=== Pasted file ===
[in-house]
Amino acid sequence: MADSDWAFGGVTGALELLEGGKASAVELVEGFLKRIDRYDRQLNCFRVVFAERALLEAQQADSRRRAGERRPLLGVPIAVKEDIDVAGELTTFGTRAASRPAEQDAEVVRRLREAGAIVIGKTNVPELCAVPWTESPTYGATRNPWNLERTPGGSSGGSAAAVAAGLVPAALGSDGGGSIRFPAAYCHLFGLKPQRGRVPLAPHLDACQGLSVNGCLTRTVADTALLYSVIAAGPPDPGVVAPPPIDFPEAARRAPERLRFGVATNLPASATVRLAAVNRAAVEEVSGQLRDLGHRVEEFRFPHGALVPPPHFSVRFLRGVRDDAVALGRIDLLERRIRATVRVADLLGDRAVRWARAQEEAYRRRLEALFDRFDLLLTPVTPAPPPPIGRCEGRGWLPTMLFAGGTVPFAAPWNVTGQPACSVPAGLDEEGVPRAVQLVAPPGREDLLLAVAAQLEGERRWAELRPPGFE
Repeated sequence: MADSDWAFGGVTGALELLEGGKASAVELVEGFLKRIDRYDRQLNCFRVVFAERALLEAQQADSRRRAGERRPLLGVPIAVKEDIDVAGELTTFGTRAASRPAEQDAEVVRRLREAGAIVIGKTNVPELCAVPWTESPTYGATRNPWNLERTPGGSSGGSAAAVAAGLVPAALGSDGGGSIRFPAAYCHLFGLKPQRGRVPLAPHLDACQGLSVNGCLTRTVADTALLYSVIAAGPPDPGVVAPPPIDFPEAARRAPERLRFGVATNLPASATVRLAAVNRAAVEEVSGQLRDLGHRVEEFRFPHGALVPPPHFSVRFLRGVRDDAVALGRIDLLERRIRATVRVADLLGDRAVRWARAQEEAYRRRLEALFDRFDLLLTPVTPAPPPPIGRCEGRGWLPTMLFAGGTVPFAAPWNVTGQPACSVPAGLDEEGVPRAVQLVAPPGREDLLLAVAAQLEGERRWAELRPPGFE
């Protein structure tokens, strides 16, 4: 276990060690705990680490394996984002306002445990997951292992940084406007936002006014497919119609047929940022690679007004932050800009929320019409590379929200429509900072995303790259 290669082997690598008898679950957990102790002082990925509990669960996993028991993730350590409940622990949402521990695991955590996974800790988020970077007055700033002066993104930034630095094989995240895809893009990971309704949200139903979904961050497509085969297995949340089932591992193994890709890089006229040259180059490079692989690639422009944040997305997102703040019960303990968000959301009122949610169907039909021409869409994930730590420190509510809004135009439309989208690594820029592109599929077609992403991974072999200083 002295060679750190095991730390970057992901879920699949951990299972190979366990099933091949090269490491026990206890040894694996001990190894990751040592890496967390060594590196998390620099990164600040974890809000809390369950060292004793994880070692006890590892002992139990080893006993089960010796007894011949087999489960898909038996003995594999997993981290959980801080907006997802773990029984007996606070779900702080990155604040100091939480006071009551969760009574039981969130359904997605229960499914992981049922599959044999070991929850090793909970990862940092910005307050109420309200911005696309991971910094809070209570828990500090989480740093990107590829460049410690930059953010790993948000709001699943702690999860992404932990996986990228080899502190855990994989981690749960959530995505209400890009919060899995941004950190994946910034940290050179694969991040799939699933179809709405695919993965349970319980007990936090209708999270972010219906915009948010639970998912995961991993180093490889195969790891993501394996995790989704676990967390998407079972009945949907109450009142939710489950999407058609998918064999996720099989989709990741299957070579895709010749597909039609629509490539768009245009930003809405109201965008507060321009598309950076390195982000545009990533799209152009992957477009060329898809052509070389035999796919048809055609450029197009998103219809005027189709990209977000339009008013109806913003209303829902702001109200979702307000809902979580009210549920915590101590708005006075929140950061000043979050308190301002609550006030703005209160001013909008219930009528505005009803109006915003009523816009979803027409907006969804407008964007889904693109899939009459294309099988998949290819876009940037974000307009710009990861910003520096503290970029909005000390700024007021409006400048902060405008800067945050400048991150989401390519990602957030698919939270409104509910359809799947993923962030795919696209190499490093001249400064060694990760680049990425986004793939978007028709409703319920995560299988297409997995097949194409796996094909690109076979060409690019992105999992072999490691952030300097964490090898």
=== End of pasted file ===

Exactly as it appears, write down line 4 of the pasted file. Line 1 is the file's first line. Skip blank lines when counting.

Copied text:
């Protein structure tokens, strides 16, 4: 276990060690705990680490394996984002306002445990997951292992940084406007936002006014497919119609047929940022690679007004932050800009929320019409590379929200429509900072995303790259 290669082997690598008898679950957990102790002082990925509990669960996993028991993730350590409940622990949402521990695991955590996974800790988020970077007055700033002066993104930034630095094989995240895809893009990971309704949200139903979904961050497509085969297995949340089932591992193994890709890089006229040259180059490079692989690639422009944040997305997102703040019960303990968000959301009122949610169907039909021409869409994930730590420190509510809004135009439309989208690594820029592109599929077609992403991974072999200083 002295060679750190095991730390970057992901879920699949951990299972190979366990099933091949090269490491026990206890040894694996001990190894990751040592890496967390060594590196998390620099990164600040974890809000809390369950060292004793994880070692006890590892002992139990080893006993089960010796007894011949087999489960898909038996003995594999997993981290959980801080907006997802773990029984007996606070779900702080990155604040100091939480006071009551969760009574039981969130359904997605229960499914992981049922599959044999070991929850090793909970990862940092910005307050109420309200911005696309991971910094809070209570828990500090989480740093990107590829460049410690930059953010790993948000709001699943702690999860992404932990996986990228080899502190855990994989981690749960959530995505209400890009919060899995941004950190994946910034940290050179694969991040799939699933179809709405695919993965349970319980007990936090209708999270972010219906915009948010639970998912995961991993180093490889195969790891993501394996995790989704676990967390998407079972009945949907109450009142939710489950999407058609998918064999996720099989989709990741299957070579895709010749597909039609629509490539768009245009930003809405109201965008507060321009598309950076390195982000545009990533799209152009992957477009060329898809052509070389035999796919048809055609450029197009998103219809005027189709990209977000339009008013109806913003209303829902702001109200979702307000809902979580009210549920915590101590708005006075929140950061000043979050308190301002609550006030703005209160001013909008219930009528505005009803109006915003009523816009979803027409907006969804407008964007889904693109899939009459294309099988998949290819876009940037974000307009710009990861910003520096503290970029909005000390700024007021409006400048902060405008800067945050400048991150989401390519990602957030698919939270409104509910359809799947993923962030795919696209190499490093001249400064060694990760680049990425986004793939978007028709409703319920995560299988297409997995097949194409796996094909690109076979060409690019992105999992072999490691952030300097964490090898």